Braun v. D.O.C. et al
ORDER denying without prejudice 33 Motion to Appoint Counsel; setting briefing schedule on 28 Motion to Dismiss (Written Opinion). Signed by Magistrate Judge Steven E. Rau on 10/11/2019. (GFK)
UNITED STATES DISTRICT COURT
DISTRICT OF MINNESOTA
Nathan Christopher Braun,
Case No. 18-cv-3355 (JNE/SER)
Dennis Hanson, et al.,
Braun filed suit on December 10, 2018. (ECF No. 1). The Court ordered that
Braun pay an initial particle filing fee before his suit could proceed. (ECF No. 3). The
Court also noted some deficiencies in Braun’s complaint. (ECF No. 3, at 3–4 n.2). Braun
then filed an amended complaint. (ECF No. 4). Again, the Court noted deficiencies in
Braun’s amended complaint, noting that little factual support was pleaded for his claims.
(ECF No. 8). Braun was permitted an opportunity to correct these defects. (ECF No. 8, at
Braun filed his second amended complaint on May 24, 2019. (ECF No. 9). Briefly,
Braun asserts he initiated a hunger strike while in prison. (ECF No. 9, at 1). Braun
asserts he was then moved to another cell and, in the process, his shoulder was dislocated,
prison officials twice used chemical deterrents, he was pushed down a flight of stairs,
bones in his wrist were broken causing ongoing nerve damage, a lumber disk herniated
causing sciatica, his face was cut and bleeding, and restraints were used to purposefully
cause pain. (ECF No. 9, at 2). Braun asserts he was denied healthcare services, he was
left in a cell with inadequate clothing, no water, no shower, and no legal materials. (ECF
No. 9, at 1–2). Confusingly, Braun asserts prison health providers were not notified of his
hunger strike and that he was denied food and water for four days. (ECF No. 9, at 2).
Braun claims he was denied access to legal mail, legal counsel, and his therapist. (ECF
No. 9, at 2–3). Braun claims that reports of the incident were falsified to cover up prison
officials’ use of force and attempts to kill Braun via starvation. (ECF No. 9, at 2). Braun
requests placement in administrative segregation for his own protection, for criminal and
civil charges to be filed against Defendants, and $1.5 million dollars. (ECF No. 9, at 3).
Defendants have moved to dismiss Braun’s second amended complaint. (ECF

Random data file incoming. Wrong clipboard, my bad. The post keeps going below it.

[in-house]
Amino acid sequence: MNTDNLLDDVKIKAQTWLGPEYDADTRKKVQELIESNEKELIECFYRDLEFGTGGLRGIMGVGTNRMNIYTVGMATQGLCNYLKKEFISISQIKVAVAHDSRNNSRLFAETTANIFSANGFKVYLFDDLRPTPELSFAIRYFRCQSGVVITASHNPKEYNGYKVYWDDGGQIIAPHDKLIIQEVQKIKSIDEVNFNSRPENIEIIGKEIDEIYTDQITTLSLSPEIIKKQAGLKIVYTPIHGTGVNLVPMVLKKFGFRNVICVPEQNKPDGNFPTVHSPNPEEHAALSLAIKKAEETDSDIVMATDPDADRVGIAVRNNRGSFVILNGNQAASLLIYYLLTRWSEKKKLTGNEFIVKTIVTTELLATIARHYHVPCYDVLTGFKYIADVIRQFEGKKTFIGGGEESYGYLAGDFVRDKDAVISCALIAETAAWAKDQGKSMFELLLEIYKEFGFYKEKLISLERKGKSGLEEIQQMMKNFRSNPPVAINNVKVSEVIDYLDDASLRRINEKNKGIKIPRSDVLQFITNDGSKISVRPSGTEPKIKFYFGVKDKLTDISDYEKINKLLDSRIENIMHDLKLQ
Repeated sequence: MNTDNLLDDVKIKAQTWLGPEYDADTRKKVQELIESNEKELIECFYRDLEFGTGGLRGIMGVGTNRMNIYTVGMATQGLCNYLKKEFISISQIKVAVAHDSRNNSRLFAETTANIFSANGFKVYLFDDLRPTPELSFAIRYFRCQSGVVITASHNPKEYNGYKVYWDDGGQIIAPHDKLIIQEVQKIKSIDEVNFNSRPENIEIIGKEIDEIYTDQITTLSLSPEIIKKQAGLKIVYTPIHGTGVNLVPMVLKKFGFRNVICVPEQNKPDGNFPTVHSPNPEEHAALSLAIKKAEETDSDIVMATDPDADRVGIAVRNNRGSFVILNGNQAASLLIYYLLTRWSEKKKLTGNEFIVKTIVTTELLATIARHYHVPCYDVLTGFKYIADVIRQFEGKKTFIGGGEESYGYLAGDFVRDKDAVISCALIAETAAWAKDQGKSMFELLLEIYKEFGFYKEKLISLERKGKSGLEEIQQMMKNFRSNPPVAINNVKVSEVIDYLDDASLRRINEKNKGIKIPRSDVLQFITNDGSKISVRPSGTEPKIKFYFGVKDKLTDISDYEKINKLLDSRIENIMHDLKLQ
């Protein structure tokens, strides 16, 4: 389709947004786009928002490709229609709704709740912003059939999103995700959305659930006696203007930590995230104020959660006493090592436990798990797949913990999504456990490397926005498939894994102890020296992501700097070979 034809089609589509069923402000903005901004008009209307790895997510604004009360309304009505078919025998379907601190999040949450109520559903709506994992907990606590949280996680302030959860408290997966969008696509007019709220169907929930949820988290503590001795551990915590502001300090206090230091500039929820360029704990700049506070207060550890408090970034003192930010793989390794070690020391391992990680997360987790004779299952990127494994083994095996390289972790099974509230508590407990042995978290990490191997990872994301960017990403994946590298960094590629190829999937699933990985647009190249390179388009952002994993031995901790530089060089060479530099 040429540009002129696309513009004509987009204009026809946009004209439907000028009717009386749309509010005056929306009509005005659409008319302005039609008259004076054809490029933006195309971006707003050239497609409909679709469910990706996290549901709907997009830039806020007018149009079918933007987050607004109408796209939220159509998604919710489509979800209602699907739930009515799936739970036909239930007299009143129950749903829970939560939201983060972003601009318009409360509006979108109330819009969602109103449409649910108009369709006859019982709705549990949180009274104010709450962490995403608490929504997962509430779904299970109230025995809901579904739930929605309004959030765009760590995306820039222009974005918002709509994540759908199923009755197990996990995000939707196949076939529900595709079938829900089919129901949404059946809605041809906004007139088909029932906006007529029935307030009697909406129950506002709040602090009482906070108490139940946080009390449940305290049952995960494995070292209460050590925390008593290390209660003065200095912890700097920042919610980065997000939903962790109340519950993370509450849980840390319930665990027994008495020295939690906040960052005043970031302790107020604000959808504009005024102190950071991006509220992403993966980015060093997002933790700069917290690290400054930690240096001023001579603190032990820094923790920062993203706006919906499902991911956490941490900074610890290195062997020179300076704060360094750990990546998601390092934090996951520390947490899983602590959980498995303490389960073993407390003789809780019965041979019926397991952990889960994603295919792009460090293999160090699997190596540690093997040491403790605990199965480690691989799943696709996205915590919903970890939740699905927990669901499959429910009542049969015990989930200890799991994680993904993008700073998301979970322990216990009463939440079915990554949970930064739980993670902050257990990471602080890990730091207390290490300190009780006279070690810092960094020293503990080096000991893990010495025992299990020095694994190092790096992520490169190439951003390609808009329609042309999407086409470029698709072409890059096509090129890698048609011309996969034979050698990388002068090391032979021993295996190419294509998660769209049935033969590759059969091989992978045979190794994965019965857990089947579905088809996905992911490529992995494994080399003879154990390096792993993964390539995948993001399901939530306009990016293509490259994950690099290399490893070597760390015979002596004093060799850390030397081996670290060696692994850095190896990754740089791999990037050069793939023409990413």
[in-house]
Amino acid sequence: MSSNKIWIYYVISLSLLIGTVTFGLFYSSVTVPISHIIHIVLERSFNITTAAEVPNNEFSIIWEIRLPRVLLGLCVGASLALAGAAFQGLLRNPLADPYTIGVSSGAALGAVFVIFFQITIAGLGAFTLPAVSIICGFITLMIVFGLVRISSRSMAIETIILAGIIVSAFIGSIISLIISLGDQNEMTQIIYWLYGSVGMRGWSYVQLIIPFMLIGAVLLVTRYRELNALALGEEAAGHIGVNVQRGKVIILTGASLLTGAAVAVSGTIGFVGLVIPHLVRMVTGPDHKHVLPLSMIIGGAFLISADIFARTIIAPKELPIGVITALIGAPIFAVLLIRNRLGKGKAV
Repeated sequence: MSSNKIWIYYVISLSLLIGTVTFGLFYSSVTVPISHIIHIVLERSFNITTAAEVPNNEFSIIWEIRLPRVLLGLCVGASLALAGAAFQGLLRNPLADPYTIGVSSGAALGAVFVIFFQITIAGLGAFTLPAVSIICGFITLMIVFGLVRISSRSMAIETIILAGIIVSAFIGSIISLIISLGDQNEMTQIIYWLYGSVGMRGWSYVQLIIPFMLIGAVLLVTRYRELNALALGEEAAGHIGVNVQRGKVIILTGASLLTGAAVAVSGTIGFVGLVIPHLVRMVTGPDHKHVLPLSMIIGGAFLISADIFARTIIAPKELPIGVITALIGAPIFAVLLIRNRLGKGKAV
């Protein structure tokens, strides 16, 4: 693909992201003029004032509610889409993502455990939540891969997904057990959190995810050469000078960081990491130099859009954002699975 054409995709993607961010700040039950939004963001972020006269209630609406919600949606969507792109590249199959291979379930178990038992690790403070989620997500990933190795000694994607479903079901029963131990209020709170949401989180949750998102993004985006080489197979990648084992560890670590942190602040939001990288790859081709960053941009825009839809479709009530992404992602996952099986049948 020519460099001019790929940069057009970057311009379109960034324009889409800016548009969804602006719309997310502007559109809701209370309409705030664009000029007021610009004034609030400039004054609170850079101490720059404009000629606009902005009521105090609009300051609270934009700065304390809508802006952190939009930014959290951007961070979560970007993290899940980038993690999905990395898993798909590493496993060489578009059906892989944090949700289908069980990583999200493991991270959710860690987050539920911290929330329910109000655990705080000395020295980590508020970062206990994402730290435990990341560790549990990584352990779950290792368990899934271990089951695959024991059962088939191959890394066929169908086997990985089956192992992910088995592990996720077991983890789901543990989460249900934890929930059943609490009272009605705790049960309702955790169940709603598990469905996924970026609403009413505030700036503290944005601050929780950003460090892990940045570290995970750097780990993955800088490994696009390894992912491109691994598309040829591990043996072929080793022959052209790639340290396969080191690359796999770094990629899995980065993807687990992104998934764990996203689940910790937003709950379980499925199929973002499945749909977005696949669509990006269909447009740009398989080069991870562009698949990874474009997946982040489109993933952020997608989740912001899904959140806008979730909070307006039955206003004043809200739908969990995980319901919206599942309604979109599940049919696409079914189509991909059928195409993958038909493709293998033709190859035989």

No. 28). Braun has not yet responded to that motion, but instead has requested
appointment of counsel. (ECF Nos. 33, 34).
“There is no constitutional or statutory right to appointed counsel in civil cases.”
Phillips v. Jasper Cnty. Jail, 437 F.3d 791, 794 (8th Cir. 2006). Rather, “[t]he court may
request an attorney to represent any person unable to afford counsel.” 28 U.S.C.
§ 1915(e)(1) (emphasis added). “The relevant criteria for determining whether counsel
should be appointed include the factual complexity of the issues, the ability of the
indigent person to investigate the facts, the existence of conflicting testimony, the ability
of the indigent person to present the claims, and the complexity of the legal arguments.”
Phillips, 437 F.3d at 794. Courts enjoy “a good deal of discretion to determine whether
representation is warranted given the nature of the case and the litigants.” Chambers v.
Pennycook, 641 F.3d 898, 909 (8th Cir. 2011).
After careful review, the Court concludes that appointment of counsel is not
warranted and Braun’s motion is therefore denied without prejudice. The factual and
legal issues underlying this litigation are not complex; Braun’s claims stem from one
incident and the handling of that incident. While Braun notes the disparity between his
pro se status and Defendants’ representation, this is not sufficient for appointed civil
counsel. Pro se parties navigate the court system daily. The Court simply cannot appoint
a lawyer in every civil case filed by a pro se party. And while Braun notes the litigation
may be a hardship on him given his borderline personality disorder, Braun has not shown
any difficulties to date. Braun has complied with the Court’s previous order regarding
payment of fees and amendment of his complaint. As such, the Court concludes that
appointment of counsel is not warranted at this time. Therefore, Braun’s Motion to
Request Appointment of Counsel for Professional Representation, (ECF No. 33), is
DENIED WITHOUT PREJUDICE.
Finally, the Court must set a briefing schedule for Defendants’ Motion to Dismiss.
(ECF No. 28). The following schedule shall govern briefing in this matter:
1. Braun’s response is due November 8, 2019;
2. Defendants’ reply is due November 22, 2019;
3. Braun’s surreply is due December 13, 2019; and
4. The matter will then be taken under advisement on the written submissions.
Date: October 11, 2019
s/ Steven E. Rau
Steven E. Rau
United States Magistrate Judge
District of Minnesota
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